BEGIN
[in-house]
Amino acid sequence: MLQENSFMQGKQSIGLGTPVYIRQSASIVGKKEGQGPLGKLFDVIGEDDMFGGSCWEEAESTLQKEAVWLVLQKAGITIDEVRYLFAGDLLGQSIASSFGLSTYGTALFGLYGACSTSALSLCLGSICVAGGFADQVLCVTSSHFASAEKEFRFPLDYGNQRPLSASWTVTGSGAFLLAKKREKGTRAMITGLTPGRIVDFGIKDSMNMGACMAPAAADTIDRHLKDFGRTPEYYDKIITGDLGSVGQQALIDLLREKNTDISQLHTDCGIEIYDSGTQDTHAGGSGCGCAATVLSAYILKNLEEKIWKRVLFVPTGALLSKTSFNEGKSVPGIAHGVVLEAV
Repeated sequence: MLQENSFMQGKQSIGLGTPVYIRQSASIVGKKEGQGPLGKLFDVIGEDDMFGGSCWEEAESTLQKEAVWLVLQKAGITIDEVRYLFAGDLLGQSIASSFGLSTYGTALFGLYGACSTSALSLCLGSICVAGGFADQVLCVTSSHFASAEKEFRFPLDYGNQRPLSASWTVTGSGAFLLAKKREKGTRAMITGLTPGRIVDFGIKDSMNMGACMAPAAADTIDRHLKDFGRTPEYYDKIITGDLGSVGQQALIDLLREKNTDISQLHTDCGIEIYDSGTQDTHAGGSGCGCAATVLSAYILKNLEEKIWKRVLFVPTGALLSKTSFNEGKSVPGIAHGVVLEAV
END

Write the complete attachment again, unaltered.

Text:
[in-house]
Amino acid sequence: MLQENSFMQGKQSIGLGTPVYIRQSASIVGKKEGQGPLGKLFDVIGEDDMFGGSCWEEAESTLQKEAVWLVLQKAGITIDEVRYLFAGDLLGQSIASSFGLSTYGTALFGLYGACSTSALSLCLGSICVAGGFADQVLCVTSSHFASAEKEFRFPLDYGNQRPLSASWTVTGSGAFLLAKKREKGTRAMITGLTPGRIVDFGIKDSMNMGACMAPAAADTIDRHLKDFGRTPEYYDKIITGDLGSVGQQALIDLLREKNTDISQLHTDCGIEIYDSGTQDTHAGGSGCGCAATVLSAYILKNLEEKIWKRVLFVPTGALLSKTSFNEGKSVPGIAHGVVLEAV
Repeated sequence: MLQENSFMQGKQSIGLGTPVYIRQSASIVGKKEGQGPLGKLFDVIGEDDMFGGSCWEEAESTLQKEAVWLVLQKAGITIDEVRYLFAGDLLGQSIASSFGLSTYGTALFGLYGACSTSALSLCLGSICVAGGFADQVLCVTSSHFASAEKEFRFPLDYGNQRPLSASWTVTGSGAFLLAKKREKGTRAMITGLTPGRIVDFGIKDSMNMGACMAPAAADTIDRHLKDFGRTPEYYDKIITGDLGSVGQQALIDLLREKNTDISQLHTDCGIEIYDSGTQDTHAGGSGCGCAATVLSAYILKNLEEKIWKRVLFVPTGALLSKTSFNEGKSVPGIAHGVVLEAV